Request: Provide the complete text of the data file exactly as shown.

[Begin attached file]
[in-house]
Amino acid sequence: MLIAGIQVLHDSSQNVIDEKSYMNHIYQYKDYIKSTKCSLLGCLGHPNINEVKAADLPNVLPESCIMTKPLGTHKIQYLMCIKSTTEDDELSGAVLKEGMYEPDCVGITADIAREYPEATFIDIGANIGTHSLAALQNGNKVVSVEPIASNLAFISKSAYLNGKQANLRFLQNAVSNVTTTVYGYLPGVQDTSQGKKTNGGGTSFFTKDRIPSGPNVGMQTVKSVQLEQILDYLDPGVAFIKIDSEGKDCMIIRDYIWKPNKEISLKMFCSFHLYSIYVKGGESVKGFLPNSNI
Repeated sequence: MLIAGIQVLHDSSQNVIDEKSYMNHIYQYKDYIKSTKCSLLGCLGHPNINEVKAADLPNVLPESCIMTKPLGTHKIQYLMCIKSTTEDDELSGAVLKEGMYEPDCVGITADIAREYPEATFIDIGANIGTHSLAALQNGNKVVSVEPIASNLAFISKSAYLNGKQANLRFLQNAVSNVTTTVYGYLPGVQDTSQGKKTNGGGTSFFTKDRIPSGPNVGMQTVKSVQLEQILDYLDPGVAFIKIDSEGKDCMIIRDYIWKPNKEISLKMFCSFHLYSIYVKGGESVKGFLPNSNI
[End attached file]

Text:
[in-house]
Amino acid sequence: MLIAGIQVLHDSSQNVIDEKSYMNHIYQYKDYIKSTKCSLLGCLGHPNINEVKAADLPNVLPESCIMTKPLGTHKIQYLMCIKSTTEDDELSGAVLKEGMYEPDCVGITADIAREYPEATFIDIGANIGTHSLAALQNGNKVVSVEPIASNLAFISKSAYLNGKQANLRFLQNAVSNVTTTVYGYLPGVQDTSQGKKTNGGGTSFFTKDRIPSGPNVGMQTVKSVQLEQILDYLDPGVAFIKIDSEGKDCMIIRDYIWKPNKEISLKMFCSFHLYSIYVKGGESVKGFLPNSNI
Repeated sequence: MLIAGIQVLHDSSQNVIDEKSYMNHIYQYKDYIKSTKCSLLGCLGHPNINEVKAADLPNVLPESCIMTKPLGTHKIQYLMCIKSTTEDDELSGAVLKEGMYEPDCVGITADIAREYPEATFIDIGANIGTHSLAALQNGNKVVSVEPIASNLAFISKSAYLNGKQANLRFLQNAVSNVTTTVYGYLPGVQDTSQGKKTNGGGTSFFTKDRIPSGPNVGMQTVKSVQLEQILDYLDPGVAFIKIDSEGKDCMIIRDYIWKPNKEISLKMFCSFHLYSIYVKGGESVKGFLPNSNI